Litigation should always be a last resort. Parties are expected to negotiate to try to settle their differences before and during court proceedings. Those who ignore this are often penalised by the courts. This was recently demonstrated in the High Court case of Gresport Finance Limited v Battaglia. In that case, the Court refused to grant the defendant, Battaglia, an order for security for costs because of his conduct.
Where a defendant is concerned that a claimant may be unable to pay his costs in the event it successfully defends the claim, he can apply for an order that the claimant be required to pay a sum of money into court as security for those costs before the claim is allowed to continue. This is known as an order for security for costs and, if granted, can provide a defendant with a considerable tactical advantage in the litigation.
This type of order will only be made if:
a) the Court is satisfied that it is fair to make such an order; and
b) the claimant:-
- resides out of the jurisdiction; or
- is a company and there is reason to believe that it will be unable to pay the Defendant’s costs; or
- has changed his address since the claim was commenced with a view to evading the consequences of the litigation; or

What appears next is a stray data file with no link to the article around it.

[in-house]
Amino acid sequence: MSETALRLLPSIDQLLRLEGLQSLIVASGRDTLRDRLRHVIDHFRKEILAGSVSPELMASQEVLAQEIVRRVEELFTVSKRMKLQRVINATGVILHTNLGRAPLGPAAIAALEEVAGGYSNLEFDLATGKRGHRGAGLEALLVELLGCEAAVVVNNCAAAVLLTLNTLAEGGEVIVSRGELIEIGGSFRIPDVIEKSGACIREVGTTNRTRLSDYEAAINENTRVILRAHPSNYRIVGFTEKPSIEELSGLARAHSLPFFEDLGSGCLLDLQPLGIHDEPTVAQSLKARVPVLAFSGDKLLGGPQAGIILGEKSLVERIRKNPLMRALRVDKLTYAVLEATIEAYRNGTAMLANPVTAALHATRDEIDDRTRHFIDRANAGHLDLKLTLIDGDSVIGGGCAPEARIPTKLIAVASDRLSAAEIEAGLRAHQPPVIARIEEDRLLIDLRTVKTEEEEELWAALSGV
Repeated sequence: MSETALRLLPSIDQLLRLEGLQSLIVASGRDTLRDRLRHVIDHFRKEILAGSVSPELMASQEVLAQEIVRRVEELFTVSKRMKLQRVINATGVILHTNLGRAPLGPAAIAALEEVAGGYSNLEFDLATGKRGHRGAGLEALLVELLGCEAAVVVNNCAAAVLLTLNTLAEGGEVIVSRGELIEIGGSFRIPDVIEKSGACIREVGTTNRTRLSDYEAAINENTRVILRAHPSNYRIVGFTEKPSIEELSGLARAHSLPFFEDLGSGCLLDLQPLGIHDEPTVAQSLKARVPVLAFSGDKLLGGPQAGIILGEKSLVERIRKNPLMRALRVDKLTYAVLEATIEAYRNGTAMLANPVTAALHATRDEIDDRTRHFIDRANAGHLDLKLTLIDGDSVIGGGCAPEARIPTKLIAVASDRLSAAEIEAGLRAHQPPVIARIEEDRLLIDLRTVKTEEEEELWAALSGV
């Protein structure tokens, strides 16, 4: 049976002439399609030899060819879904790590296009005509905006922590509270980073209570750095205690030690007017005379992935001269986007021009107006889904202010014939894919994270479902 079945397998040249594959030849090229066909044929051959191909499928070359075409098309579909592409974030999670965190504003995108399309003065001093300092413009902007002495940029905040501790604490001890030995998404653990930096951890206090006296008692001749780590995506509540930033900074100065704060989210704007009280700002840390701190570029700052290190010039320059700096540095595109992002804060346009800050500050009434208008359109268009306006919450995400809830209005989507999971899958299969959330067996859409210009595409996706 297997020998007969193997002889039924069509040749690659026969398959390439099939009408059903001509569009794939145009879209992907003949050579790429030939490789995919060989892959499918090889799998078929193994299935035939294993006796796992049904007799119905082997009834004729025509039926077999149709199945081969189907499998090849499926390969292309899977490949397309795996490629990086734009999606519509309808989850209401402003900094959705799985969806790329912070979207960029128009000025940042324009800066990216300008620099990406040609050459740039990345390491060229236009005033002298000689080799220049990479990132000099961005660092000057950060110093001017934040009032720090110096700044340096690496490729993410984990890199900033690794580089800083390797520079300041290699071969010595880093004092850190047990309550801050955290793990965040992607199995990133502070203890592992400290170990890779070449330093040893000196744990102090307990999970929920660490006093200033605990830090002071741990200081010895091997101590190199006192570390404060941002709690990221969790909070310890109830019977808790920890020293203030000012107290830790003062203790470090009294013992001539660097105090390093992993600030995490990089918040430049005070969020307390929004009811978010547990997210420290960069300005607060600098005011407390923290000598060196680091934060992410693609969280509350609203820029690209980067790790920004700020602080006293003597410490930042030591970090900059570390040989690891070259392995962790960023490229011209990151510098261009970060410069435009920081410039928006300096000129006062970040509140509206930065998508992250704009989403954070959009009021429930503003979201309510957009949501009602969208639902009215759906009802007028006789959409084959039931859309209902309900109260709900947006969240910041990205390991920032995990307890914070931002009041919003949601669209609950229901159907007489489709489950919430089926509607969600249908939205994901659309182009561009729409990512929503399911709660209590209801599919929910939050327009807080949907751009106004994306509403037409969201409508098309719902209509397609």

- has failed to give his address on the Claim Form or gave an incorrect address; or
- has taken steps which would make it difficult to enforce an order for costs against him.
In deciding whether or not to grant an order, the Court has a general discretion and can take into account numerous factors including the strength of the claimant’s claim, whether making an order would stifle that claim, and the parties’ conduct in the proceedings.
Battaglia’s application was refused. The Court was satisfied that Gresport was likely to succeed with its claim and recover substantial sums from him. The Judge considered Battaglia’s conduct had been a crucial factor. He had initially ignored the claim, had provided misleading information in a witness statement, had delayed in making his application without giving any reasons for that delay and had failed to attend an agreed mediation without providing reasons for his absence. Of particular note was the fact that the Judge said that Battaglia’s misconduct in failing to attend an agreed mediation would, in itself, have been sufficient to allow the Court to dismiss his application.
If you are involved in any litigation, no matter how strong you believe your case is and even if you have very good prospects of succeeding at trial, the Court will still expect you to make a genuine effort to try to settle the case and would take a very dim view of any refusal to do so.